It was a culture, a way of life, a definer of identity. It was logging, and the people of Hayfork lived and breathed it. Hayfork is a town whose history, economy, and culture was singly tied to logging, a place where the work was celebrated and cherished, where people lived and logged alongside hundreds of other logging families. And then in the 90s, the timber industry collapsed.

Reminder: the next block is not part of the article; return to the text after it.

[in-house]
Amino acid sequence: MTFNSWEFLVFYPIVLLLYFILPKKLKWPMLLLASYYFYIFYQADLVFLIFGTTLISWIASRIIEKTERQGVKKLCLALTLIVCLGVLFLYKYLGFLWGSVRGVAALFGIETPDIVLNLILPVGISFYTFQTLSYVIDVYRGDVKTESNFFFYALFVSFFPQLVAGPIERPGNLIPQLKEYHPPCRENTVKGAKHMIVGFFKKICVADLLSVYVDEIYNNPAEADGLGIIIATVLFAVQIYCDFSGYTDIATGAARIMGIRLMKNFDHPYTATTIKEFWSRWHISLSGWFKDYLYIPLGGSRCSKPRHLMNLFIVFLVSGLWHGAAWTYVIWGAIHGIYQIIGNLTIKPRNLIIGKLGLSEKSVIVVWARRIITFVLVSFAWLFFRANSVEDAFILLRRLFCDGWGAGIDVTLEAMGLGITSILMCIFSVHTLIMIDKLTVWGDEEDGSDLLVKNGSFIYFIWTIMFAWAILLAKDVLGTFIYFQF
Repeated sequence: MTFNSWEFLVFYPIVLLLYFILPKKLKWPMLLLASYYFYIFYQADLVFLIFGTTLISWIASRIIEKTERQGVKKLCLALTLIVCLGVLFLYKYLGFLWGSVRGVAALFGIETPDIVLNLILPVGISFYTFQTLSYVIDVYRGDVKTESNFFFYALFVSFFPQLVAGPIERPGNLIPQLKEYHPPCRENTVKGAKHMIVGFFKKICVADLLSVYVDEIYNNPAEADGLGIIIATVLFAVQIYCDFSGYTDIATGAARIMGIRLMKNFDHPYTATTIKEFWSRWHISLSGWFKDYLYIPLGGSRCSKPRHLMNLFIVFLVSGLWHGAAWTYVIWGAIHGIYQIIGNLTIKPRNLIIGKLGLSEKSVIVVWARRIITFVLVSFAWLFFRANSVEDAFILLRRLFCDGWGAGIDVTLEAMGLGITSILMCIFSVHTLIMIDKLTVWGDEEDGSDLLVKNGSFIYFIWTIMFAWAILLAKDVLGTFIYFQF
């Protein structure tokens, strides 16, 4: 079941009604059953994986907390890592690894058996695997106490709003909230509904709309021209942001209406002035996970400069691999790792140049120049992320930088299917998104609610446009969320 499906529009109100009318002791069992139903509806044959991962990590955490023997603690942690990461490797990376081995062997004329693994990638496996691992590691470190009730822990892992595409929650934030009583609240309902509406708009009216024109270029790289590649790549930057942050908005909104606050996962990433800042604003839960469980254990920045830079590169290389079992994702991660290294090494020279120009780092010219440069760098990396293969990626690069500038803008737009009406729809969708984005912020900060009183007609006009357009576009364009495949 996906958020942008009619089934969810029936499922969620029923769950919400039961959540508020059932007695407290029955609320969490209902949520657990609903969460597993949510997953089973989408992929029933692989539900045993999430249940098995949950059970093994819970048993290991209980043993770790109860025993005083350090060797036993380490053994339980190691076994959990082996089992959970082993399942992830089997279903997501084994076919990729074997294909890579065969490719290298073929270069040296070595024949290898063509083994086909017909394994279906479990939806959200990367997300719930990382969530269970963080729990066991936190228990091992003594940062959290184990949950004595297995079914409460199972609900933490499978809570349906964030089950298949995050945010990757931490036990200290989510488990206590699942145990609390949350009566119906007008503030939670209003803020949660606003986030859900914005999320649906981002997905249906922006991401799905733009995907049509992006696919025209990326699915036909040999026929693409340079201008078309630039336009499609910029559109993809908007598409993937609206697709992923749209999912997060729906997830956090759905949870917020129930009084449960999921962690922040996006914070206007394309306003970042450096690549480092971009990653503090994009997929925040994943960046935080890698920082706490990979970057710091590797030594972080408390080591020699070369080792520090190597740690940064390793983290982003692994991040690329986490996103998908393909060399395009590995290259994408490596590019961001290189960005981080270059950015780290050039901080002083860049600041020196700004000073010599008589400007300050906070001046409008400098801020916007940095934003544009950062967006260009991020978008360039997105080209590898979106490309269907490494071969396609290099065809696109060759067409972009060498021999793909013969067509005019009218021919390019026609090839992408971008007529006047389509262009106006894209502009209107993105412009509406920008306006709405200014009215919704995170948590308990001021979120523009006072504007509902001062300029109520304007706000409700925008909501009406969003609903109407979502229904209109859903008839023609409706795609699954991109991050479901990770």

What happens when your work is the fabric of your community, of your culture, of your life, and then you lose it? This is what happened to Hayfork when the environmental movement crushed the logging industry, taking away the livelihood of thousands of people for whom work and way of life were one and the same. It’s a story that is overlooked and also common: throughout the Pacific Northwest there are hundreds of former logging communities like Hayfork who lost their livelihoods in the wake of the environmental movement and were left behind, mired in the trauma of economic collapse. This is the story of the economic struggle and the collapse of this community, told by the people who lived it.